Soul Food
December 31, 2012, 5:04 PM
Filed under: Climate Change, Liveable Communities, Reducing Waste, Uncategorized, Urban Living


The Holidays all have one thing in common: traditions. From cookouts on July 4th to decorating the Christmas tree, we all have them in one form or another. Part of  my traditions center around food;  cornbread dressing at Thanksgiving and homemade buckeyes for Christmas. And for the New Year, it’s always Hoppin’ John and an iron skillet of cornbread with a side of cooked greens (and a coin hidden in the pot for good luck). Soul food. I’m not particularly sentimental, and I’m certainly not superstitious, but tied up somewhere in all that  teary, starry starry night, lady luck, hocus- pocus is a certain comfort and pride of heritage as well as a longing for peace and a good life. If a coin in the greens is the key to that, then, by golly, drop the coin in the pot!

Other than family, there’s not a whole lot we can count on that remains steady and cherished throughout our lives, is there? That’s where traditions come in. The beginning of a new year is always filled with hope and resolve for me. I usually make a resolution or two,  and occasionally I manage to actually keep them. Like in 2011 when I resolved to write and send out a card or letter each week ~ I called it “52 in 52” and it was a fun ‘chore’ that I got a lot out of. After living in town now for 6 months and walking to the places I need to go, I’ve noticed a lot of trash lying about. So, in the spirit of 52 in 52, I resolve to take a plastic bag with me on my daily walks and pick up that trash. I’ll recycle what I can and it’ll be a good way to reuse those pesky plastic bags that are breeding under my kitchen sink in spite of serious birth control efforts on my part to keep them from reproducing. In researching this post, I called Johnson City’s  Iris Glen landfill and was told that it now costs $42 per ton, with a one ton minimum, to take garbage there. That’s up from $15  per ton just two years ago! The reasons for that big jump? “Landfill space is at a premium and we’re dealing with increasing fuel costs”.  Just a sign of what’s yet to come.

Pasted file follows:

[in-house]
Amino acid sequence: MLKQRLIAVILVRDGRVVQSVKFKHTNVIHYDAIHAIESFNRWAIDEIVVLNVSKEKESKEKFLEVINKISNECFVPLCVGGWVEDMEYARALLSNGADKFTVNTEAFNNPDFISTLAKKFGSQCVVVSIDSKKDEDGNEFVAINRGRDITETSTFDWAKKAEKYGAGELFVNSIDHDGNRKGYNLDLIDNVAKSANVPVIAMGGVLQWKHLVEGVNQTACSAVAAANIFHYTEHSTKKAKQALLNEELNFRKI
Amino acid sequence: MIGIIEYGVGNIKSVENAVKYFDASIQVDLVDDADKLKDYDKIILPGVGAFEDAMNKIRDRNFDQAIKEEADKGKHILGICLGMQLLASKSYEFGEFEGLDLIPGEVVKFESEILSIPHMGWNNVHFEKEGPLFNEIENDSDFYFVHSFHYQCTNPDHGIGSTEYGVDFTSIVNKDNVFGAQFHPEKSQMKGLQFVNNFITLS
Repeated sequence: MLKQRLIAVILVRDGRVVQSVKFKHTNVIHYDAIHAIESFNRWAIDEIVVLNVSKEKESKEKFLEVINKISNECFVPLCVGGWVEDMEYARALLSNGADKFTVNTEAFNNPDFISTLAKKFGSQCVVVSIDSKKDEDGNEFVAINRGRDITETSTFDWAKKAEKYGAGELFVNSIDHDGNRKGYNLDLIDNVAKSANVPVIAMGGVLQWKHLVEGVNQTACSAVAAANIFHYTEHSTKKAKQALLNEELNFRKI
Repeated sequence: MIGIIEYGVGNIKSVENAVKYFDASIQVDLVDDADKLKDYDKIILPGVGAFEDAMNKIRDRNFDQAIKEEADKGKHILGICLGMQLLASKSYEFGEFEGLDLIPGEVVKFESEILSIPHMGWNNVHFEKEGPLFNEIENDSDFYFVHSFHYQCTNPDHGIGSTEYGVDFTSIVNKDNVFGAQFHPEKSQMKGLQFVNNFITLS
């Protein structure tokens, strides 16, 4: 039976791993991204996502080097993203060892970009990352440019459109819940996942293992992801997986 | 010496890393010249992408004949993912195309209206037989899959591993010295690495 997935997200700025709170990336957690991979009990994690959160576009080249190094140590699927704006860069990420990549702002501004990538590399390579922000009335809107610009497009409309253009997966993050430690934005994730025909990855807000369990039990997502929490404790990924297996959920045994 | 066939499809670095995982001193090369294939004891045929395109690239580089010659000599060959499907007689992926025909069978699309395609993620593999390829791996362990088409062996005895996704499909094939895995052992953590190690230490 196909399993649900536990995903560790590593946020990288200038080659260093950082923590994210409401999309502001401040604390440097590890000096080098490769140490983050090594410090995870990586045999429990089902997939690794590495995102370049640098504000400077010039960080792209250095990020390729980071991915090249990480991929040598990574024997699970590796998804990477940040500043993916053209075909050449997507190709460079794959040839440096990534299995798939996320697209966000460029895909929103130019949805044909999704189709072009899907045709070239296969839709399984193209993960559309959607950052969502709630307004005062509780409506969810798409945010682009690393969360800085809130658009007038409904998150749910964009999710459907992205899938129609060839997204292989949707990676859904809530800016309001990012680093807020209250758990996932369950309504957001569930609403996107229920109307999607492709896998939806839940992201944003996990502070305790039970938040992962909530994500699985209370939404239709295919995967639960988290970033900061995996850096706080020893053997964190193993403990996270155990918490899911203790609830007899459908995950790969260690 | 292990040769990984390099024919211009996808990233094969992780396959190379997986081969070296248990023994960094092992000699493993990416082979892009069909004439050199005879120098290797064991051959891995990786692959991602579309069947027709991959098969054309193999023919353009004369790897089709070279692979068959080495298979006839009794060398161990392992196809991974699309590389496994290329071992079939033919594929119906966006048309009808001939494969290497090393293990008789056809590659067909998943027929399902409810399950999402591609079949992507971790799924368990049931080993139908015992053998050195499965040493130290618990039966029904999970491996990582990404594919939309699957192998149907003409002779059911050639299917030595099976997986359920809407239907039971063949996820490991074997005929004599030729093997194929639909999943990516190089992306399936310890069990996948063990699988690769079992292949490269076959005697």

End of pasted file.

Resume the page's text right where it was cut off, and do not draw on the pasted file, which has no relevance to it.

If you know anything about me or this blog at all, you know that I’m concerned about our collective futures~both yours and mine! I sincerely believe that the best way to deal with Peak Oil, Climate Changes and a sour economy is to work together on solutions to these issues. Picking up garbage and trash in my neighborhood sure ain’t life changing, but it’ll be a way, MY way, of showing my neighbors in a non confrontational way that we’re all interconnected, even if it’s only through our trash. I hope my ‘new tradition’ will help make ours a more livable community and will, best of all, feed my soul. I don’t know about you but I need all the soul food I can get these days folks. Happy New Year friends!



2 Comments so far
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I really like the development of this post, from simply connecting with your food and traditions, to connecting with the whole community. Sounds like you’re a really good neighbour 🙂 Keep up the good work!

Comment by karisdowsell

[…] Soul Food […]

Pingback by Slower, smaller, quieter, poorer « tennesseetransitions

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